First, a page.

To identify molecular mechanisms underlying the prospective health advantages associated with psychological well-being, we analyzed leukocyte basal gene expression profiles in 80 healthy adults who were assessed for hedonic and eudaimonic well-being, as well as potentially confounded negative psychological and behavioral factors. Hedonic and eudaimonic well-being showed similar affective correlates but highly divergent tranome profiles. Peripheral blood mononuclear cells from people with high levels of hedonic well-being showed up-regulated expression of a stress-related conserved tranional response to adversity (CTRA) involving increased expression of proinflammatory genes and decreased expression of genes involved in antibody synthesis and type I IFN response. In contrast, high levels of eudaimonic well-being were associated with CTRA down-regulation. Promoter-based bioinformatics implicated distinct patterns of tranion factor activity in structuring the observed differences in gene expression associated with eudaimonic well-being (reduced NF-κB and AP-1 signaling and increased IRF and STAT signaling). Tran origin analysis identified monocytes, plasmacytoid dendritic cells, and B lymphocytes as primary cellular mediators of these dynamics. The finding that hedonic and eudaimonic well-being engage distinct gene regulatory programs despite their similar effects on total well-being and depressive symptoms implies that the human genome may be more sensitive to qualitative variations in well-being than are our conscious affective experiences.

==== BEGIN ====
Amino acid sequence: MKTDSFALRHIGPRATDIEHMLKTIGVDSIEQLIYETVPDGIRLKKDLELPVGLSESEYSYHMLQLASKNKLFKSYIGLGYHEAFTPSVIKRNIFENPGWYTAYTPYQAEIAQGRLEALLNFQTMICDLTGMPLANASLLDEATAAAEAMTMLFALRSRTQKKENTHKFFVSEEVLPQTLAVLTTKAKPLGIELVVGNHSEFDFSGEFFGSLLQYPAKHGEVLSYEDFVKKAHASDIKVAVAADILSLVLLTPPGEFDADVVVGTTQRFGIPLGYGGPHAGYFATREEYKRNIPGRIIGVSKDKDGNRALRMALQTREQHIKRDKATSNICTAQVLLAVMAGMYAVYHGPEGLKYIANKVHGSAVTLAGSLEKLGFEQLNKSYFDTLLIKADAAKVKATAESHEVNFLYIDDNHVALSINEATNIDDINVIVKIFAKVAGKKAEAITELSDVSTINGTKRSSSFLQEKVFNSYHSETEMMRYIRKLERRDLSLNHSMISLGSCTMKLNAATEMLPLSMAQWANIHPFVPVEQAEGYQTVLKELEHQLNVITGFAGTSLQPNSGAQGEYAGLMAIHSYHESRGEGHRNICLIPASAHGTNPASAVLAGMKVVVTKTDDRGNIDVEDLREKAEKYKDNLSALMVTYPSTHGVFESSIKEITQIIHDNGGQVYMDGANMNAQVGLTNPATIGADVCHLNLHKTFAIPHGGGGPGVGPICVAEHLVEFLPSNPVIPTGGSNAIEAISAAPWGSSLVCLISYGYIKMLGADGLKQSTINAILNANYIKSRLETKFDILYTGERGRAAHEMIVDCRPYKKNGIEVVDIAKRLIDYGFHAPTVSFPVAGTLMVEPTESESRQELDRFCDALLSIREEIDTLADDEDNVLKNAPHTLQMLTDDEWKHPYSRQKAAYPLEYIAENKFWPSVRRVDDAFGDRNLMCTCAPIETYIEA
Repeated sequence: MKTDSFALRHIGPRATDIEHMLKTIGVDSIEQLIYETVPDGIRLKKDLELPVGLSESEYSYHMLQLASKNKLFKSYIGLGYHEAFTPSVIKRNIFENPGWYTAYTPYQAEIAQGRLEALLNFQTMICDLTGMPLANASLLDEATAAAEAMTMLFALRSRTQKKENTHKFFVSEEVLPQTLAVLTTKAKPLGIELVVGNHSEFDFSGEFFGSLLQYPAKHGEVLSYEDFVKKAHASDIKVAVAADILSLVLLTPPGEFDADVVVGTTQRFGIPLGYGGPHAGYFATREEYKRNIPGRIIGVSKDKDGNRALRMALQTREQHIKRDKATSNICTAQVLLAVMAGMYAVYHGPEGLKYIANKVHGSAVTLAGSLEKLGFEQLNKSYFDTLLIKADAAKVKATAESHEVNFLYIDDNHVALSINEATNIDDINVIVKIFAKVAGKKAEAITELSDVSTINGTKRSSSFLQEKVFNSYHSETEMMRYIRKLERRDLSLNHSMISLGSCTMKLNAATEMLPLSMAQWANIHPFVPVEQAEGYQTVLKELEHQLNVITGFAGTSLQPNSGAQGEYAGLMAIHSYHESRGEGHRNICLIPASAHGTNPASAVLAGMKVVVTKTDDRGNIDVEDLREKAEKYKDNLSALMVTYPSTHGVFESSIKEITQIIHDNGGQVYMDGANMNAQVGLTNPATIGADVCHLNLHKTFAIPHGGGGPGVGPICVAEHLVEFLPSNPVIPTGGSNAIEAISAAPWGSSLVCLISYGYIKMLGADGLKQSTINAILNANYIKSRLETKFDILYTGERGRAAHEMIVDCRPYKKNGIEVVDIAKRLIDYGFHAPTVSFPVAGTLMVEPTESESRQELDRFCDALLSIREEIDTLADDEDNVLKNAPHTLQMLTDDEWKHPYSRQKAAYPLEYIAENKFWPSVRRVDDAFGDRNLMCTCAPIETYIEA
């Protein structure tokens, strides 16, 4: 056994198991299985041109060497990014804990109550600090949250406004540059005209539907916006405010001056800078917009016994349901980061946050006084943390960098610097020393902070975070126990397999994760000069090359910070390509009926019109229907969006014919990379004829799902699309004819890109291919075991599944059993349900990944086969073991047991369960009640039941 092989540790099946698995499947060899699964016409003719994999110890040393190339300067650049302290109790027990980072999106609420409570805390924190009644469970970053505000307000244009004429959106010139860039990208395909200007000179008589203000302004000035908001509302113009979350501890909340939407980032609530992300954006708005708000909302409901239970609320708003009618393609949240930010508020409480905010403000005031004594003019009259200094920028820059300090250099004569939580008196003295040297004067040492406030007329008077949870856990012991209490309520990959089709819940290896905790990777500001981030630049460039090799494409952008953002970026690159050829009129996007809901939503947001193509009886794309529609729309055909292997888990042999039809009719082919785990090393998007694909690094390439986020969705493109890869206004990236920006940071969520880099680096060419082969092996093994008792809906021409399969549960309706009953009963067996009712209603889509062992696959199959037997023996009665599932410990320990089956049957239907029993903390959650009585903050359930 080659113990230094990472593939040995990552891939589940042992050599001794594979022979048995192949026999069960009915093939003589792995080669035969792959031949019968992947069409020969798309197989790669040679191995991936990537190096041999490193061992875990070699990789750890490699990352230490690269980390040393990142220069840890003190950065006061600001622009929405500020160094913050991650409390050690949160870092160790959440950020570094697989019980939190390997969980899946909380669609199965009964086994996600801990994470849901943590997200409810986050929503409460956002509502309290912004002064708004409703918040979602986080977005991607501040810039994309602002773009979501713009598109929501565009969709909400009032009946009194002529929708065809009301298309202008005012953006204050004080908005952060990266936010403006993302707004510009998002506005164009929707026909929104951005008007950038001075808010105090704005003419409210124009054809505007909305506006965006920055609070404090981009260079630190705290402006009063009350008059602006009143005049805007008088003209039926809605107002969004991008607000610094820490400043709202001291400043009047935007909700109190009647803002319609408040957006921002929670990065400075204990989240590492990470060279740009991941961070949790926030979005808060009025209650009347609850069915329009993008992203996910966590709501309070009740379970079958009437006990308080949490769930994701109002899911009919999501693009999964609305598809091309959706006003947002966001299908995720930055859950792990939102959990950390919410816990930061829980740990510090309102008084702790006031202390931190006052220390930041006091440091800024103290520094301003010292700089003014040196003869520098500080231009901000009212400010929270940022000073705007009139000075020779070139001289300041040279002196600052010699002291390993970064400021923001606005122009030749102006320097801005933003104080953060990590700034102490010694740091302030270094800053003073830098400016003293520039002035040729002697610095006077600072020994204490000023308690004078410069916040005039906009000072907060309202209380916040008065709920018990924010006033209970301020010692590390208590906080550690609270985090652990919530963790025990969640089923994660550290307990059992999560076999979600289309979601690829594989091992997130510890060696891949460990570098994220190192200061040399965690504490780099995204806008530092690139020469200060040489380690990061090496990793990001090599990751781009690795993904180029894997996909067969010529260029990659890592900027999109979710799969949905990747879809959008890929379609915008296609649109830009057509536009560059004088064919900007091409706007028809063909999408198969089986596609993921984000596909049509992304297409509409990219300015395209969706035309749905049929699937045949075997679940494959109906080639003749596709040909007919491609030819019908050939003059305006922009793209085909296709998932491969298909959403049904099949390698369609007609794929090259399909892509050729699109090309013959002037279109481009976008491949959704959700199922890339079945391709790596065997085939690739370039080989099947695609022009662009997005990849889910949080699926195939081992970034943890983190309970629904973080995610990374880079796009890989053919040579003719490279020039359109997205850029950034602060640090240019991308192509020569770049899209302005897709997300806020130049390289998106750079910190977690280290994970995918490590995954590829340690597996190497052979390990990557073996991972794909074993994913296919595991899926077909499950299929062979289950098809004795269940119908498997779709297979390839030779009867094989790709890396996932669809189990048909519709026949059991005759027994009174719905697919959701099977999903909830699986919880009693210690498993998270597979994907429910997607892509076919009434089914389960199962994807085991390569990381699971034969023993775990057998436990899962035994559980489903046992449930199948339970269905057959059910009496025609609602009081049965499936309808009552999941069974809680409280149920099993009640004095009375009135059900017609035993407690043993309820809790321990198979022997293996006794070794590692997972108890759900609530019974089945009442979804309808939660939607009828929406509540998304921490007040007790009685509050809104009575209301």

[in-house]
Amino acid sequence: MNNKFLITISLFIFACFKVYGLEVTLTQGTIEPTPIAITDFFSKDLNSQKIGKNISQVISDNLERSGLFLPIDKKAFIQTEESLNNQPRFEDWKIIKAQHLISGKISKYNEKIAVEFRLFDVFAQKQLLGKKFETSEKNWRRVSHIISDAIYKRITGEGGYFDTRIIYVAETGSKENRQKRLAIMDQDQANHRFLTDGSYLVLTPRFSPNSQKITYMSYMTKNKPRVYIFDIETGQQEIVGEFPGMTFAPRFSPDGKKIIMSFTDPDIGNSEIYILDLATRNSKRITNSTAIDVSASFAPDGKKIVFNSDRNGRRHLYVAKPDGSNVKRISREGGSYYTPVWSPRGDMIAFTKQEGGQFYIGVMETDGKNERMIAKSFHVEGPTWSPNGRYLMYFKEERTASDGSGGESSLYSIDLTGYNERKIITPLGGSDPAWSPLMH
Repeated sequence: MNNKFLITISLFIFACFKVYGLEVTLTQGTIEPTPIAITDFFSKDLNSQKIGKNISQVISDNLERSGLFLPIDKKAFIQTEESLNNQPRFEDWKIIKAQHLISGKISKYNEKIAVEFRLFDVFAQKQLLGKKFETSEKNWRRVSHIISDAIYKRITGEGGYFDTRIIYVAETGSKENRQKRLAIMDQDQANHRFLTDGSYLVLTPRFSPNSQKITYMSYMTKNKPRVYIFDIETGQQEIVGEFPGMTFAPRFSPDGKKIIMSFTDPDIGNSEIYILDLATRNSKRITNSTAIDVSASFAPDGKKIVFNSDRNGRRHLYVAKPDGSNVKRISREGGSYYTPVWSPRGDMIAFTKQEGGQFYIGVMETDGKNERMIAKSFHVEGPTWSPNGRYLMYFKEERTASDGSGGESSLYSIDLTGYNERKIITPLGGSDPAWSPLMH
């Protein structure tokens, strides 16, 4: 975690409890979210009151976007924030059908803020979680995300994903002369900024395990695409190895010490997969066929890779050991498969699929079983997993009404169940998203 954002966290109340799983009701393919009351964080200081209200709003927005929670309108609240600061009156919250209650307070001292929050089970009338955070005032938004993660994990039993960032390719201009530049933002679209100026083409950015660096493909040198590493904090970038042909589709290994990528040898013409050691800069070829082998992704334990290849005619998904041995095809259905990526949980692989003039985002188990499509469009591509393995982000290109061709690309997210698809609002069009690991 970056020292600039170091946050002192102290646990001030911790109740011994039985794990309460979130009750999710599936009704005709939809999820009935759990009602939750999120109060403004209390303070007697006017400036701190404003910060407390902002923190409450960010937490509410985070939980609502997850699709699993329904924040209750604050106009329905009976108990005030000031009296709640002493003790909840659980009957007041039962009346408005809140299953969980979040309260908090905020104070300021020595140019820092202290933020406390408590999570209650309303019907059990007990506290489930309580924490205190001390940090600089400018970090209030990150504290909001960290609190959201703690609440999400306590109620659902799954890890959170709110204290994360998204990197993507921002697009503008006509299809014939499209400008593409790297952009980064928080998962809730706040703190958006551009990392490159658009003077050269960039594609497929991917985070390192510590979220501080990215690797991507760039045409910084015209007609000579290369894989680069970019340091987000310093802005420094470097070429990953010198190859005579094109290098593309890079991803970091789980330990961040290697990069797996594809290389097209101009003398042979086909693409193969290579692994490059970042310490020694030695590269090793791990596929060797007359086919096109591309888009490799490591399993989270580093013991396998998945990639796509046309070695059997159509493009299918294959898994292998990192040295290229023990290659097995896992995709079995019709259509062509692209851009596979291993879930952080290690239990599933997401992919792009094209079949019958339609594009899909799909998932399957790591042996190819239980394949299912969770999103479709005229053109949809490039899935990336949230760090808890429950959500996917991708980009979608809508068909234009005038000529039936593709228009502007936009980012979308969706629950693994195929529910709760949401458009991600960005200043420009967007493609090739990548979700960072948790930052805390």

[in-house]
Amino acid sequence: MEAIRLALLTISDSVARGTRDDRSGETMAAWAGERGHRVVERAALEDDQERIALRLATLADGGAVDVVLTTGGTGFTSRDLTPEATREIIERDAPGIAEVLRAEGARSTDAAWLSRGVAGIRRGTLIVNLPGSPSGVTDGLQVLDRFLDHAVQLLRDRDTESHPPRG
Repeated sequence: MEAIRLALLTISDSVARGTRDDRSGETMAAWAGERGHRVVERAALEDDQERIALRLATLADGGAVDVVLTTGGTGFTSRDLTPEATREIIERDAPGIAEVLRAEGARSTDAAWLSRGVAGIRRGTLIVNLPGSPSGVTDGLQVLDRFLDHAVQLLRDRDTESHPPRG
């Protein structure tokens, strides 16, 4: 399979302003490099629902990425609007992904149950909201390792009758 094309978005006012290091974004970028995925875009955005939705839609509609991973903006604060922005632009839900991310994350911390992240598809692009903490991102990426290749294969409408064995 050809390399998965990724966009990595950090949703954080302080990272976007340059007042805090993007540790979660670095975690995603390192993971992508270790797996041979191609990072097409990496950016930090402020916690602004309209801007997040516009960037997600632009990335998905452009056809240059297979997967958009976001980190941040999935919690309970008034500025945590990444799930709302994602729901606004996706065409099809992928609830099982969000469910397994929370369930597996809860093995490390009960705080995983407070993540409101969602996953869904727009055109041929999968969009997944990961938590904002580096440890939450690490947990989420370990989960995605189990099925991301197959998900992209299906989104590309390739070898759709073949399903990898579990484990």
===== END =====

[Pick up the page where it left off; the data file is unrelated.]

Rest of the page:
Fredrickson, B. L., Grewen, K. M., Coffey, K. A., Algoe, S. B., Firestine, A. M., Arevalo, J. M., … &Cole, S. W. (2013). A functional genomic perspective on human well-being. Proceedings of the National Academy of Sciences, 110(33), 13684-13689.